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Spiky hedgehog particles could reduce VOC emissions from paints and coatings

University of Michigan researchers have developed a new process that can sprout microscopic spikes on nearly any type of particle and that may lead to more environmentally friendly paints and a variety of other innovations. The “hedgehog particles” are named for their bushy appearance under the microscope. Their development is detailed in a study published in Nature.

A different strategy for modulating the interaction between a solid and a liquid uses surface corrugation, which gives rise to unique wetting behaviour. Here we show that this topographical effect can also be used to disperse particles in a wide range of solvents without recourse to chemicals to camouflage the particles’ surfaces: we produce micrometre-sized particles that are coated with stiff, nanoscale spikes and exhibit long-term colloidal stability in both hydrophilic and hydrophobic media. We find that these ‘hedgehog’ particles do not interpenetrate each other with their spikes, which markedly decreases the contact area between the particles and, therefore, the attractive forces between them. The trapping of air in aqueous dispersions, solvent autoionization at highly developed interfaces, and long-range electrostatic repulsion in organic media also contribute to the colloidal stability of our particles.

—Bahng et al.

The unusual behavior of the hedgehog particles came as something of a surprise to the research team, says Nicholas Kotov, the Joseph B. and Florence V. Cejka Professor of Engineering.

We thought we’d made a mistake. We saw these particles that are supposed to hate water dispersing in it and we thought maybe the particles weren’t hydrophobic, or maybe there was a chemical layer that was enabling them to disperse. But we double-checked everything and found that, in fact, these particles defy the conventional chemical wisdom that we all learned in high school.

—Nicholas Kotov

One of the first applications for the particles is likely to be in paints and coatings, where toxic volatile organic compounds (VOCs) such as toluene are now used to dissolve pigment. Pigments made from hedgehog particles could potentially be dissolved in nontoxic carriers such as water, the researchers say.

This would result in fewer VOC emissions from paints and coatings, which the EPA estimates at more than eight million tons per year in the United States alone. VOCs can cause a variety of respiratory and other ailments and also contribute to smog and climate change. Reducing their use has become a priority for the Environmental Protection Agency and other regulatory bodies worldwide.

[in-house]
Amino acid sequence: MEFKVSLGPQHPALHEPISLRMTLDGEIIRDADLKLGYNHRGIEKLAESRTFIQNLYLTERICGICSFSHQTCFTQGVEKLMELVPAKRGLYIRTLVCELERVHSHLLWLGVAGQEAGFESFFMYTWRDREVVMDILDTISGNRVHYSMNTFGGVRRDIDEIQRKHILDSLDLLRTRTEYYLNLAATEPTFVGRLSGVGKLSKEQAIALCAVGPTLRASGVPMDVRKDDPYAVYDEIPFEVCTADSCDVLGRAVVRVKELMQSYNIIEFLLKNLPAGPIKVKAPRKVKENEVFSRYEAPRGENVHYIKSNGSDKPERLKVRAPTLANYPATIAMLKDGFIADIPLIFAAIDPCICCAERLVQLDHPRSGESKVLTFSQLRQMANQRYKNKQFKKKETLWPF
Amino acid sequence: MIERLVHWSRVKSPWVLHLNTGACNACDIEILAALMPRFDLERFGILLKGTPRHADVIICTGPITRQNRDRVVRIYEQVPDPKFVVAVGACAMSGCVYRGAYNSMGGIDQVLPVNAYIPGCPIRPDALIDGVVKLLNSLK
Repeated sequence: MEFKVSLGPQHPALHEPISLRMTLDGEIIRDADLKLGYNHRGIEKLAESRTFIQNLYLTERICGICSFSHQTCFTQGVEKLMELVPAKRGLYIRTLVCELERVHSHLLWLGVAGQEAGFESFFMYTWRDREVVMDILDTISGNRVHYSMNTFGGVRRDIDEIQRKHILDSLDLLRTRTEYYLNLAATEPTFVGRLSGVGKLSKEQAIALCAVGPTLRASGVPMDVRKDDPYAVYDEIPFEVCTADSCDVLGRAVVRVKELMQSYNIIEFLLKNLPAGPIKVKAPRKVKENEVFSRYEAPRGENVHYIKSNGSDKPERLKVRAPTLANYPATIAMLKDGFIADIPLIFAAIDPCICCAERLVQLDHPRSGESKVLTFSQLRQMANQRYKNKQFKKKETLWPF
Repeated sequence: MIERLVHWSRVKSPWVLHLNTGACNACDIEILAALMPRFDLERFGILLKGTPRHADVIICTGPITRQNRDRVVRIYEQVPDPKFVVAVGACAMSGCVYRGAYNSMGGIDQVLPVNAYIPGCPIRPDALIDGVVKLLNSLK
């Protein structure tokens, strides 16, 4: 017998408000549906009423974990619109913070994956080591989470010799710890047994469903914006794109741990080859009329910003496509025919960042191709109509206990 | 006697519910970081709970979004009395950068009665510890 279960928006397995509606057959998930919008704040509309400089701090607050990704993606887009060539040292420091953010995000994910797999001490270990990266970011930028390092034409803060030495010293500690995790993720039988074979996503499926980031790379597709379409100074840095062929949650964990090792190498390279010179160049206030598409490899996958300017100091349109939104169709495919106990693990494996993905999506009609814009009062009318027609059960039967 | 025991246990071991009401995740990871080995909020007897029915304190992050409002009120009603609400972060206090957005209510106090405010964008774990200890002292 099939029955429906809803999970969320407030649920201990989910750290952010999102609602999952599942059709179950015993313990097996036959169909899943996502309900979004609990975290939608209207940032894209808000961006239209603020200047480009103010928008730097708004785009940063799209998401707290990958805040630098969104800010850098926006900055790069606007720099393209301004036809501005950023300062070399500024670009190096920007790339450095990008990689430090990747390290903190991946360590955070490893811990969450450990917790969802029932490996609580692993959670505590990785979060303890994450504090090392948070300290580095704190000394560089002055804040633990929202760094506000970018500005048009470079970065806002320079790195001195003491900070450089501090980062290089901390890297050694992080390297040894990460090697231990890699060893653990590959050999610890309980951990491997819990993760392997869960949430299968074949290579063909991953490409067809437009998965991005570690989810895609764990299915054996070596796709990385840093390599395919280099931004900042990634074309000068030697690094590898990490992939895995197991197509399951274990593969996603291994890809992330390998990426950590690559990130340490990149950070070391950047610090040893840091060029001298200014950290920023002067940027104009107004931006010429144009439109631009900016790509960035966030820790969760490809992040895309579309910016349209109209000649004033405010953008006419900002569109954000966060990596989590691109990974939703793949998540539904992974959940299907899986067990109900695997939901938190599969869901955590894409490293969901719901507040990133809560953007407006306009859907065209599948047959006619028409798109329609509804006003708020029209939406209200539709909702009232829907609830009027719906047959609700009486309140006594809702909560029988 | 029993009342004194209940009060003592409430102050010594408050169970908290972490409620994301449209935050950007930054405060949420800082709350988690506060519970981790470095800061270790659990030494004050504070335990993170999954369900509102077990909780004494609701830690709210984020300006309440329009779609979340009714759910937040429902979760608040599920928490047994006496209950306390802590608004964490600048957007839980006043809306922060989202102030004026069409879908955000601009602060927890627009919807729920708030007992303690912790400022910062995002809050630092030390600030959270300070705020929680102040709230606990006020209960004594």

VOC solvents are toxic, they’re flammable, they’re expensive to handle and dispose of safely. So if you can avoid using them, there’s a significant cost savings in addition to environmental benefits.

—Nicholas Kotov

While some low- and no-VOC coatings are already available, Kotov says hedgehog particles could provide a simpler, more versatile and less expensive way to manufacture them.

For the study, the team created hedgehog particles by growing zinc oxide spikes on polystyrene microbeads. The researchers say that a key advantage of the process is its flexibility; it can be performed on virtually any type of particle, and makers can vary the number and size of the spikes by adjusting the amount of time the particles sit in various solutions while the protrusions are growing. They can also make the spikes out of materials other than zinc oxide.

The researchers say the process is also easily scalable, enabling hedgehog particles to be created “by the bucketful,” according to Kotov. Further down the road, Kotov envisions a variety of other applications, including better oil dispersants that could aid in the cleanup of oil spills and better ways to deliver non-water-soluble prescription medications.

The study is based upon work partially supported by the Center for Solar and Thermal Energy Conversion, an Energy Frontier Research Center funded by the US Department of Energy, Office of Science, Office of Basic Energy Sciences. Support has also been provided by the NSF and the US Department of Defense.


  • Joong Hwan Bahng, Bongjun Yeom, Yichun Wang, Siu On Tung, J. Damon Hoff & Nicholas Kotov (2015) “Anomalous Dispersions of Hedgehog Particles” Nature 517, 596–599 doi: 10.1038/nature14092


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